Plant pathologists generally consider establishing the etiology, or cause, of a plant disease problem an initial step in developing management strategies for the problem. Since the establishment by Anton de Bary that potato late blight was caused by Phytophthora infestans and the formulation by Robert Koch of rules for establishing the cause of infectious disease, plant pathologists have drawn insight from improved knowledge of disease etiology to establish and improve disease management (Agrios, 2004). A clear understanding of disease etiology enables efficient screening for improved host resistance, identification of chemical pesticides toxic to causative agents, and development of biological control strategies that utilize less problematic organisms, e.g., saprophytes, epiphytes, endophytes, and even less damaging pathogens, to minimize the impact of disease through a variety of mechanisms. Management procedures for prevention of aflatoxin-contamination frequently are directed at either controlling the environment, i.e., either storage conditions or crop management are altered (Turner et al., 2005) or reducing host susceptibility, i.e., insect damage is reduced or crop barriers to infection are increased (Draughon and Ayres, 1981; Dowd, 1992). To direct management at the etiologic agent(s), i.e., the fungus(i) producing aflatoxin, the contaminating fungi present must be characterized. The process of identifying the most important aflatoxin producers can be complex. Members of the species that produce aflatoxins vary widely in their aflatoxin producing ability, with some aflatoxin producers being of little or no concern while others are of vital interest (Schroeder and Boller, 1973; Lisker et al., 1993; Cotty, 1997).

The communities of aflatoxin-producing fungi resident in agricultural and native ecosystems have a complexity that reflects the diverse geography and numerous substrates and hosts in which these species are found both across Africa and elsewhere (Cotty et al., 1994). Aflatoxin-producing fungi occur in many regions of the world, but they are most commonly associated with agriculture in warm production areas. A few aflatoxin-producing fungi outside of Aspergillus section Flavi have been described (Cary et al., 2005); however, the role of these species in the contamination of crops is not clear. Similarly, the extent to which some of the species within Aspergillus section Flavi contribute to aflatoxin contamination of crops also is unclear, as few episodes of contamination are attributed to either Aspergillus nomius (Cotty et al., 1994), Aspergillus bombycis or Aspergillus pseudotamarii. This lack of attribution may be due to the relatively recent description of the latter two species and to their apparently low incidences in some crop environments (Ito et al., 2001; Peterson et al., 2001).

Aspergillus flavus and A. parasiticus are the most commonly implicated causal agents of aflatoxin contamination, with A. flavus by far the most common (Cotty et al., 1994). As-pergillus flavus may be divided into two distinct morphotypes, the S and L strains (Cotty, 1989). Each morphotype is composed of many clonal lineages (called vegetative compatibility groups or VCGs) defined by a vegetative compatibility system that limits gene flow between dissimilar individuals (Papa, 1986; Bayman and Cotty, 1991a,b). Both morphotypes and VCGs differ in many characteristics; the most frequently studied of which is aflatoxin-producing ability. The S strain, on average, produces much higher concentrations of aflatoxins than does the L strain (Cotty, 1989, 1997; Garber and Cotty, 1997). Consequently, if the S strain commonly infects a vulnerable crop, this morphotype is a primary target for management of aflatoxin contamination. Members of different L-strain VCGs vary widely in their ability to produce aflatoxins. Members of some L-strain VCGs produce very large amounts of aflatoxins, while the members of many other L-strain VCGs produce very little, if any, aflatoxins. Isolates that produce no aflatoxins at all are termed "atoxigenic".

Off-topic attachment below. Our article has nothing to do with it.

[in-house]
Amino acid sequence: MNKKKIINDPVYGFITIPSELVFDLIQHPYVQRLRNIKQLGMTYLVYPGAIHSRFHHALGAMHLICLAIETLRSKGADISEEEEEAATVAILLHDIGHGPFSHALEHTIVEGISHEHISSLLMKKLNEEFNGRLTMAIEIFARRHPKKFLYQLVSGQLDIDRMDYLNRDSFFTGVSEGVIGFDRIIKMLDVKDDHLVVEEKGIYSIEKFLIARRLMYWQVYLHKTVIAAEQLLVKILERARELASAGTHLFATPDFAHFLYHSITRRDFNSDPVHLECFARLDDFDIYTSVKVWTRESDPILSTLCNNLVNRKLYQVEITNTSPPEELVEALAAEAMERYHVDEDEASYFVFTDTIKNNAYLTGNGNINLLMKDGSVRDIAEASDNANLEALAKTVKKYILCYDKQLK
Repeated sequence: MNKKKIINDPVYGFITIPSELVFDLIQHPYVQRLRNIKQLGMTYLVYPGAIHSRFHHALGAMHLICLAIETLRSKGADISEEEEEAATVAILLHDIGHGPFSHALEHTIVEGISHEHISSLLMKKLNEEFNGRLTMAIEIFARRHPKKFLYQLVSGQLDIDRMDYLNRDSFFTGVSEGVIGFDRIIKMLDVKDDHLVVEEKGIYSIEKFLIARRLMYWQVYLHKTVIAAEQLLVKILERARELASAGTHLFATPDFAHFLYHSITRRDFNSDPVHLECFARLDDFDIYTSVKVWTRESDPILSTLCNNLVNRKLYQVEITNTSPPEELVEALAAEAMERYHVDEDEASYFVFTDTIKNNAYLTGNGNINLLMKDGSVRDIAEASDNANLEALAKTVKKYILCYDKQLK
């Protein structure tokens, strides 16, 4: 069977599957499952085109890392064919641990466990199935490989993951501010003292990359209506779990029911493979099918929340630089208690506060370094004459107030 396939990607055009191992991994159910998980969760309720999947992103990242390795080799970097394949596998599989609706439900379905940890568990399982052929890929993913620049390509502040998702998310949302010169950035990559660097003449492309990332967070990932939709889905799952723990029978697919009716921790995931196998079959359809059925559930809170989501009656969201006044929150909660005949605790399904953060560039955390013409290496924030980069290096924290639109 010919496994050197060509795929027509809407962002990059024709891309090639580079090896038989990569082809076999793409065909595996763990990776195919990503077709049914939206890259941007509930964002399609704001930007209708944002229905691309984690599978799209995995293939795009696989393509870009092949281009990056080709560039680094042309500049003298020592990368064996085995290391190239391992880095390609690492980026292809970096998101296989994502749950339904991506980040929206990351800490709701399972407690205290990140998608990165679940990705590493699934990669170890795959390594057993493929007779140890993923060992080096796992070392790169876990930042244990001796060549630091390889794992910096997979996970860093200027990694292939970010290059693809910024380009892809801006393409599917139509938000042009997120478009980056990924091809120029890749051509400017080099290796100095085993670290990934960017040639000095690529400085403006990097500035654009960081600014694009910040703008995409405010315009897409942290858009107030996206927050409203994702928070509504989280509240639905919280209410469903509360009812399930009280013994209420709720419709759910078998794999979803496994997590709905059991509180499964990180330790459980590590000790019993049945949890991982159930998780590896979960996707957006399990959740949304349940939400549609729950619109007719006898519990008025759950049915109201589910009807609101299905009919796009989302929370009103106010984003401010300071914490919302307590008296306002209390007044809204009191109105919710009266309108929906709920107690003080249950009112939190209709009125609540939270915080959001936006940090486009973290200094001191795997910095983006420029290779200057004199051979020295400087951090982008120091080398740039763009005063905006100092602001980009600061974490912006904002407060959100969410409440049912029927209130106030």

Communities of aflatoxin-producing fungi are complex and composed of multiple strains and VCGs. Although, these fungal communities are complex, the proportion of strains and VCGs with different aflatoxin-producing abilities varies widely among communities resident in different fields, valleys, and regions (Cotty, 1997). Consequently, the average aflatoxin-producing ability of those communities varies as well. Contamination events are not caused by individual specific fungi but by complex communities of aflatoxin-producing fungi that may contain several species, multiple morphotypes, and strains that belong to numerous VCGs (Bayman and Cotty, 1991b; Horne and Green, 1995; Doster et al., 1996).

If all organisms that produce aflatoxins are fungi in the genus Aspergillus, how much more specificity is needed to manage aflatoxin contamination? Understanding the interaction between the diverse aflatoxin-producing fungi resident in soils, on plants, and throughout the environment with crop contamination can result in improved management strategies. Specific knowledge of the etiology of contamination is a first step, but the etiology of specific contamination events often is difficult to determine, since contamination events are not caused by individual fungi, but rather by complex communities of fungi that partially

Table 1. Percent of infection and aflatoxin contamination caused by the S and L strains of Aspergillus flavus in commercial cotton seed in Arizona, i.e. in 1990 11% of the crop was infected by only the S strain, but this 11% of the crop contained 81% of the aflatoxin present in the entire crop. Measurements were made on a seed by seed basis. Data from Cotty (1996).

Table 1. Percent of infection and aflatoxin contamination caused by the S and L strains of Aspergillus flavus in commercial cotton seed in Arizona, i.e. in 1990 11% of the crop was infected by only the S strain, but this 11% of the crop contained 81% of the aflatoxin present in the entire crop. Measurements were made on a seed by seed basis. Data from Cotty (1996).

Infecting